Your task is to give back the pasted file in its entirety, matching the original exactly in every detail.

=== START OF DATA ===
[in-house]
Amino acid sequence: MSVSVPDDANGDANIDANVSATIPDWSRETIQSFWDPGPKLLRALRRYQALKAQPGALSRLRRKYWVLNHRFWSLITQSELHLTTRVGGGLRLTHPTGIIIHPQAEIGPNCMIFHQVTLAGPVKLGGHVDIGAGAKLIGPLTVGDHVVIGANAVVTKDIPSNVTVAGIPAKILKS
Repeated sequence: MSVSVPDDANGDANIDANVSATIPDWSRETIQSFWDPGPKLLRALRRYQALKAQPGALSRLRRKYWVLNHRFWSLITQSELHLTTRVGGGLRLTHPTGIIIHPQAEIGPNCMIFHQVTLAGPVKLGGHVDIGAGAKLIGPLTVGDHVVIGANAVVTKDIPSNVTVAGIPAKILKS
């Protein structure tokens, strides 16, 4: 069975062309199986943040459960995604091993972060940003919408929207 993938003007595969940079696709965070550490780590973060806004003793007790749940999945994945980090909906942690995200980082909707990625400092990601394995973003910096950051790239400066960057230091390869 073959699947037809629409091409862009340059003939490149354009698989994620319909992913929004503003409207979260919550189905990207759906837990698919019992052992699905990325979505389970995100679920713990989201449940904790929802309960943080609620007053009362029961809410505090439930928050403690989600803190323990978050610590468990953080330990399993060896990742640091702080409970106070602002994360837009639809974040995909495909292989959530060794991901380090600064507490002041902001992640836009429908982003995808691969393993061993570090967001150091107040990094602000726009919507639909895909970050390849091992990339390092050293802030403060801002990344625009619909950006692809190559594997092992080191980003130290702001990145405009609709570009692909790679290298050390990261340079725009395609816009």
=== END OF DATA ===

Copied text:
[in-house]
Amino acid sequence: MSVSVPDDANGDANIDANVSATIPDWSRETIQSFWDPGPKLLRALRRYQALKAQPGALSRLRRKYWVLNHRFWSLITQSELHLTTRVGGGLRLTHPTGIIIHPQAEIGPNCMIFHQVTLAGPVKLGGHVDIGAGAKLIGPLTVGDHVVIGANAVVTKDIPSNVTVAGIPAKILKS
Repeated sequence: MSVSVPDDANGDANIDANVSATIPDWSRETIQSFWDPGPKLLRALRRYQALKAQPGALSRLRRKYWVLNHRFWSLITQSELHLTTRVGGGLRLTHPTGIIIHPQAEIGPNCMIFHQVTLAGPVKLGGHVDIGAGAKLIGPLTVGDHVVIGANAVVTKDIPSNVTVAGIPAKILKS
């Protein structure tokens, strides 16, 4: 069975062309199986943040459960995604091993972060940003919408929207 993938003007595969940079696709965070550490780590973060806004003793007790749940999945994945980090909906942690995200980082909707990625400092990601394995973003910096950051790239400066960057230091390869 073959699947037809629409091409862009340059003939490149354009698989994620319909992913929004503003409207979260919550189905990207759906837990698919019992052992699905990325979505389970995100679920713990989201449940904790929802309960943080609620007053009362029961809410505090439930928050403690989600803190323990978050610590468990953080330990399993060896990742640091702080409970106070602002994360837009639809974040995909495909292989959530060794991901380090600064507490002041902001992640836009429908982003995808691969393993061993570090967001150091107040990094602000726009919507639909895909970050390849091992990339390092050293802030403060801002990344625009619909950006692809190559594997092992080191980003130290702001990145405009609709570009692909790679290298050390990261340079725009395609816009």